As for the direction of prevailing growth, the regression fit (F(1,125) = 6600, p-value < 0.001) showed that the main direction of the focus expansion followed the terrain aspect (Table 4). The azimuth of each of the segments into which the main axis of each path was divided could be accurately predicted by the terrain aspect measured at each segment upper point (adjusted R2 = 0.98).

Table 4. Phytophthora cinnamomi focus spread direction analysis.

Regression model analysis of the association between focus main axis azimuth and terrain aspect. Factors coefficients (β), standard errors (SE β) and significance are shown.

Dispersal pattern of foci

Regression analysis showed that the accumulated number of disease foci has been increasing exponentially over time (Fig 5). Although fits based on logistic and Gompertz models perform relatively well, their characteristic asymptotic growth was not observed in the data. The exponential model (F(1,4) = 167.6, p-value < 0.001) explained 97.1% of the total variation in the accumulated number of foci over time. The estimated apparent infection rate was 0.145 ±0.011 new foci per number of already existing foci and year. In addition, the exponential model (F(1,4) = 231.3, p-value < 0.001) explained 97.9% of the variability in the accumulated diseased area, and a similar growth rate was observed (0.150 ±0.010 ha per ha and year). The total diseased area and the accumulated number of foci turned out to be highly correlated (r = 0.995) due to a low variability in the area per focus (0.102 ±0.003 ha/focus).

The distance methods used to investigate the distribution of inoculum introduction points (IIS) suggest a clustered pattern. The average nearest neighbour distance between IISs (49.0 m) was significantly (NNI = 0.70, Z-Score = -5.2; p-value < 0,001) lower than the expected mean distance (70.2 m), corresponding to the null hypothesis of a completely random spatial distribution of points. Moreover, this clustered pattern occurred in a wide range of reference distances (20–90 m), as could be deduced from the graphical analysis of the observed cumulative distribution and a theoretical CSR cumulative distribution of IIS nearest-neighbour distances. The observed distribution lay well above the typical range of values (Montecarlo envelope) of the G(r) function for a completely random pattern.

Two patterns in the distribution of the IIS could be distinguished visually in the kernel density map (Fig 6). To the west, two elongated (about 800 m long) hot spots running south to north were around farm access road and tractor tire tracks. The majority of these points were already observed in the 1981 image (Fig 2). In the rest of the farm, most IISs originated after 1981 and appeared more disperse and random. Nevertheless, evidence for some clustering can be observed.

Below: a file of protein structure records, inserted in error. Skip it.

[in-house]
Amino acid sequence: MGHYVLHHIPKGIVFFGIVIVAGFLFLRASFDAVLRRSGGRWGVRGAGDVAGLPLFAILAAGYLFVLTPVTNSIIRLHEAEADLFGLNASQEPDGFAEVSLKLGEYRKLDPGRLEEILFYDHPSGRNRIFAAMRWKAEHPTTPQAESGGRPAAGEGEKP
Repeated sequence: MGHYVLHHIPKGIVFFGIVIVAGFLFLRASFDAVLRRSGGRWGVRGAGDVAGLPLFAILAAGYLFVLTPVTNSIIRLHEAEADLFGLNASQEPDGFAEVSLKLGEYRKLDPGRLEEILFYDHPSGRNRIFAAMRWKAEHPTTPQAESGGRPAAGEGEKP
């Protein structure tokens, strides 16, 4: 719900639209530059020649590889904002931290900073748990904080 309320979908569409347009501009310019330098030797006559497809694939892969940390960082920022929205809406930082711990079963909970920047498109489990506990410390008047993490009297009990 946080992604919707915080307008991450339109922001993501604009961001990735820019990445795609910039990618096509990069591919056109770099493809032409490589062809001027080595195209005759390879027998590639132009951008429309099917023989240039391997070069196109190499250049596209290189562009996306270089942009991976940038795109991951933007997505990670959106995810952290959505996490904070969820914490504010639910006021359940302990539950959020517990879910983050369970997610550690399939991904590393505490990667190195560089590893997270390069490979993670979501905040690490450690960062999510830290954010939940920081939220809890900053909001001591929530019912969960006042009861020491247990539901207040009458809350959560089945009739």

To analyze the influence of topographic effects on the distribution of foci, fourteen variables were tested individually. Nine of them turned out to be relevant for the probability of a new infection onset during the observation period (Table 5 and Fig 7). As expected, inoculum pressure, described by the number of foci per unit area that already existed prior to the study (foci density), was a relevant parameter. According to this univariate analysis, sites with low visibility (topographic openness OR = 3.37) or steep slopes (OR = 0.93) were less prone to disease. In contrast, disease occurrence was more probable on sites close to the forage crop or the goat stable. This analysis also shows that heathland was more prone to disease when located on terrains with higher plan curvature (OR = 1.23), in zones elevated from streams (OR = 1.03) or in sites that received more radiation (OR = 1.03).

Table 5. Univariate risk factor analysis.

Deviance, likelihood ratio test significance and odds ratio for each topographical attribute used as a predictive factor in univariate logistic regression models. As binomial outcome, cases consisted of new infection occurrences and controls were random sites that remained healthy. The units for which the odds ratio was calculated are indicated in parentheses. C.I. = confidence interval (95%).

Fig 7. Univariate effects of risk factors analyzed.

Fitted univariate logistic regression models for topographic factors with a significant effect on Phytophthora cinnamomi disease probability. The histograms represent the observed data, in the top are the number of cases (diseased) and in the bottom the number of controls (healthy). Frequencies of both can be read from the left Y axis. The red thick line is the predicted probability for the onset of a new P. cinnamomi focus. The thin red line corresponds to the average probability without the effect of any risk factor. Both probabilities can be read from the right Y axis. Positive openness and plan curvature are dimensionless numbers without units.